It’s undeniable that artificial intelligence and machine learning have captured the public imagination in recent years. Powered by an exponential increase in computer chip processing (predicted by Moore’s Law), applications of AI and machine learning are leading to breakthroughs in almost every field. Self-driving cars, voice-powered personal assistants, product recommendations and credit card fraud detection are just a few examples.
It’s no surprise then that these technologies are being applied to the medical field broadly and to medical diagnosis, in particular. In fact, medical diagnosis has long been a target of AI tools. In the 1970s a researcher at Stanford University developed an early AI system called Mycin that attempted to capture the expertise of physicians and automate their decision-making through a computer program that could diagnose infectious diseases and recommend antibiotics. The results of this expert system compared favorably to that of human physicians, but the significant investment of human expertise required, and the narrow applications of expert systems, led eventually to disappointment and disillusionment.
However, recent advancements in machine learning algorithms that mimic the human brain (described as deep neural networks) are demonstrating impressive progress in automated medical image recognition. Scientific studies published in the last few years have shown that these algorithms can perform as well and sometimes better than human physicians in classifying pictures of skin lesions as cancerous or benign and identifying early damage to the retina from long-standing diabetes. These incredible use cases are driven by the same underlying technology that helps Facebook auto-tag pictures of your friends or allows researchers at Google to spot cats in YouTube videos.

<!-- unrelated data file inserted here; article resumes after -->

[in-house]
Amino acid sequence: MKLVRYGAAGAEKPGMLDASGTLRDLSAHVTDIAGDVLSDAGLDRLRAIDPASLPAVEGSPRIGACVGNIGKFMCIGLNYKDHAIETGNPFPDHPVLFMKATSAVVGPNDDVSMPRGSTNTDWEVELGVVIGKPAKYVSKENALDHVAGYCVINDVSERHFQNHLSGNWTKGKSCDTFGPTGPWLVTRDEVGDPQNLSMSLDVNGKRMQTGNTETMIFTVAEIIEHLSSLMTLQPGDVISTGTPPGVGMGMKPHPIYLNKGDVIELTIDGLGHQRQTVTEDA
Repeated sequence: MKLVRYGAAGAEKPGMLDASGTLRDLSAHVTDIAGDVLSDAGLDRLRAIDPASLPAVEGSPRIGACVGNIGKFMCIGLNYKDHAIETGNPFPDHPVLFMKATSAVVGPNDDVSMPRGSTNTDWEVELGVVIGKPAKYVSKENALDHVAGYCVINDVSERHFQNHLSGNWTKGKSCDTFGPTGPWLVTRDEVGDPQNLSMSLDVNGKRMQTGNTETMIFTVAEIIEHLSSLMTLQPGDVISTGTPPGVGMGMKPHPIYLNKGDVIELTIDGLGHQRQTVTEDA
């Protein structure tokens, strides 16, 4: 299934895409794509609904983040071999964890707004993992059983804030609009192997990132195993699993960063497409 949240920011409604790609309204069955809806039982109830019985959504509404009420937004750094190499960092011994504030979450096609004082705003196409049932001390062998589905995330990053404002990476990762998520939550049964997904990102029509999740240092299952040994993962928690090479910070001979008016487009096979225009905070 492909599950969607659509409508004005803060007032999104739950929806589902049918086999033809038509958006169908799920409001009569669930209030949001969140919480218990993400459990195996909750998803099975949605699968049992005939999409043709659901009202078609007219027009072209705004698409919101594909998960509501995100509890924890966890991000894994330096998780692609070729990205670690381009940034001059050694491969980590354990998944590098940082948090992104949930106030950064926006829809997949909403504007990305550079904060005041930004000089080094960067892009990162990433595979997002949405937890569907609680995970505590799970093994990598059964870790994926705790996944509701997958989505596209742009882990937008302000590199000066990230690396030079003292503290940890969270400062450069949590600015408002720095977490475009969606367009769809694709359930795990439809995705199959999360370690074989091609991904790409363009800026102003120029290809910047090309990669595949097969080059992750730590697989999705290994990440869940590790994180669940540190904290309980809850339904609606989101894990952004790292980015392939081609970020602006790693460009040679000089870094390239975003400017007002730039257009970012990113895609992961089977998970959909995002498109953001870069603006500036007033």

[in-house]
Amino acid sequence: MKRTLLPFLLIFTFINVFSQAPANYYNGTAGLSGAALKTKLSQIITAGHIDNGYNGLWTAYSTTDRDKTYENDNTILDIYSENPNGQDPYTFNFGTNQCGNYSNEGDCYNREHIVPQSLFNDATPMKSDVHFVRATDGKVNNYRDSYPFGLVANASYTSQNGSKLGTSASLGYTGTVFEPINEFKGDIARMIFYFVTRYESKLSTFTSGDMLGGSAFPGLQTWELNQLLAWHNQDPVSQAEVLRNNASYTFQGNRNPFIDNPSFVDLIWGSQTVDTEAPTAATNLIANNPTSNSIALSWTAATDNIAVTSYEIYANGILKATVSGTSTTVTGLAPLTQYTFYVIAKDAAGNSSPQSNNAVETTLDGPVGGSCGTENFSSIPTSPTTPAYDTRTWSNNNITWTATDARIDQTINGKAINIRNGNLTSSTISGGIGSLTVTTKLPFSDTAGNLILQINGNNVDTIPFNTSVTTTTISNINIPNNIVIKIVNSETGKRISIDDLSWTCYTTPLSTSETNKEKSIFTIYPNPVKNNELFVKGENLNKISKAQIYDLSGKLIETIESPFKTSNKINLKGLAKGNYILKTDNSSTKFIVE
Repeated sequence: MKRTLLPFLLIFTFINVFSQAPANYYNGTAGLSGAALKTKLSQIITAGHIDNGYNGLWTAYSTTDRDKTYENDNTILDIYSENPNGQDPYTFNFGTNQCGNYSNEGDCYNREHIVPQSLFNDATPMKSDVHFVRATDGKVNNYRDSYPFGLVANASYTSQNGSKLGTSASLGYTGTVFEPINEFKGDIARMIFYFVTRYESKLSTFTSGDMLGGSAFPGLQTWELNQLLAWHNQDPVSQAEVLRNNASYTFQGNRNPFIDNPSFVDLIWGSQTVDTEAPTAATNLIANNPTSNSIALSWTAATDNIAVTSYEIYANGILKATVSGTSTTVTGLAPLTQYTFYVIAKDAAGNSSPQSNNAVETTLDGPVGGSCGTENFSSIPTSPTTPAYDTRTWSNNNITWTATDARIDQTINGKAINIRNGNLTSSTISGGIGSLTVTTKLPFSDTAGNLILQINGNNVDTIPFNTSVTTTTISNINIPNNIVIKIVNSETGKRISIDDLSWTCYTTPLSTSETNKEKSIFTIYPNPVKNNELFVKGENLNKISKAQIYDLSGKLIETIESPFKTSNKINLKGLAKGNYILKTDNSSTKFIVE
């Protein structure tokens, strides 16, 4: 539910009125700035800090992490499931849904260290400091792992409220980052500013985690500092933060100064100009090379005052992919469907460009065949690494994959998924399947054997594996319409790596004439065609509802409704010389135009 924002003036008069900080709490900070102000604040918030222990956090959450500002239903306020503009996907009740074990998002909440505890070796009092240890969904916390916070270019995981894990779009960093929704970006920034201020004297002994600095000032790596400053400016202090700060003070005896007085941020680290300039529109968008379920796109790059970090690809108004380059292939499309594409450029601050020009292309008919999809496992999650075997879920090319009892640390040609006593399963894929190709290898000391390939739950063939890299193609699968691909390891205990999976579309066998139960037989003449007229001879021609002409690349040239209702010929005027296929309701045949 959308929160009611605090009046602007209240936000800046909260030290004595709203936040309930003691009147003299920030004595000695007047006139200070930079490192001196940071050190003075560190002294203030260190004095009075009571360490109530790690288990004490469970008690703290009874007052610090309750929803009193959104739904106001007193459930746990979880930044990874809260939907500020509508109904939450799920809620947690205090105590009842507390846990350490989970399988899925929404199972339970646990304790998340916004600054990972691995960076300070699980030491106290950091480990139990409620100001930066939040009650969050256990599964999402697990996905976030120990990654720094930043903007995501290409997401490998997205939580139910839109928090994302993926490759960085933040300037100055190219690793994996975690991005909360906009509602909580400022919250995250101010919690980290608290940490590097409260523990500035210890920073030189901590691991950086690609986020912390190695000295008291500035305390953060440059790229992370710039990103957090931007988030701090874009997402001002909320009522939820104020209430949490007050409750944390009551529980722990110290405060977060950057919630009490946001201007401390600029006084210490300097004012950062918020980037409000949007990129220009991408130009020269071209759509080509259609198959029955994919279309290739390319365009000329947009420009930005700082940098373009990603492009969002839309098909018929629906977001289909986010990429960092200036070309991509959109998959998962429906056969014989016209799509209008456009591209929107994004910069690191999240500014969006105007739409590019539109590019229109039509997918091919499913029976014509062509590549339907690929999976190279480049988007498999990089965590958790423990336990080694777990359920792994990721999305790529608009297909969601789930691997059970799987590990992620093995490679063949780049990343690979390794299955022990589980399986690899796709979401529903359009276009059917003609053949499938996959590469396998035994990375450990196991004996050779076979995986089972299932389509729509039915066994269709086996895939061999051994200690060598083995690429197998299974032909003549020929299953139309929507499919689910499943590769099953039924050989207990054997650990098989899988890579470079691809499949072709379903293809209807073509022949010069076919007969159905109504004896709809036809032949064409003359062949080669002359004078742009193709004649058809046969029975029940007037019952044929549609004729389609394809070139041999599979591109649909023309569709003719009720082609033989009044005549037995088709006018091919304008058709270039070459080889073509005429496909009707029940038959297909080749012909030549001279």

While we expect to see applications of these image recognition technologies in clinical practice in the near term, there are many unanswered questions and obstacles that remain.
Some are technical, such as how we apply these algorithms to help make sense of the reams of medical data that are written down in unstructured ways (full of medical abbreviations and mental shortcuts) and siloed in different record systems.
Other barriers are social and interpersonal. How do these technologies impact the doctor-patient relationship? How would you feel as a patient seeing a doctor type your symptoms into a computer program and having the program spit out recommendations? As we’ve seen in other fields such as predictive policing and credit scores these technologies can unintentionally exacerbate social inequalities and codify bias. On the other hand, they can also narrow social inequalities through improving access and democratizing health care expertise.
And from a legal perspective, how do we regulate these new technologies, striking the right balance that ensures safety and data privacy without a heavy-handedness that limits innovation?
These are all questions that we’re exploring at the Moore Foundation as part of our early work in diagnostic excellence. In the next few years, we hope to advance the field of AI-supported medical diagnosis by encouraging experts in health care, academia, civil society and the private sector to work together in tackling these thorny issues. In April of this year, the Moore Foundation is supporting a conference at Stanford University to help lay out a roadmap for where research, investment and implementation of new AI technologies should be directed to advance diagnostic safety and efficiency. We've also funded an evaluation of a promising technology called the Human Diagnosis Project which leverages the collective intelligence of doctors to provide specialist expertise for patients and physicians in under-resourced settings. Their work is being evaluated in public health clinics around San Francisco.
After multiple cycles of hype followed by troughs of disappointment (described as “AI winters”) we're cautiously optimistic that thoughtfully deployed AI tools will augment (not replace) human clinicians in medical diagnosis, functioning as cognitive prosthetics. Stay tuned as we continue to explore this fascinating field!
Daniel Yang, M.D. is a program fellow in the Patient Care Program at the Gordon and Betty Moore Foundation.
Thank you for sharing.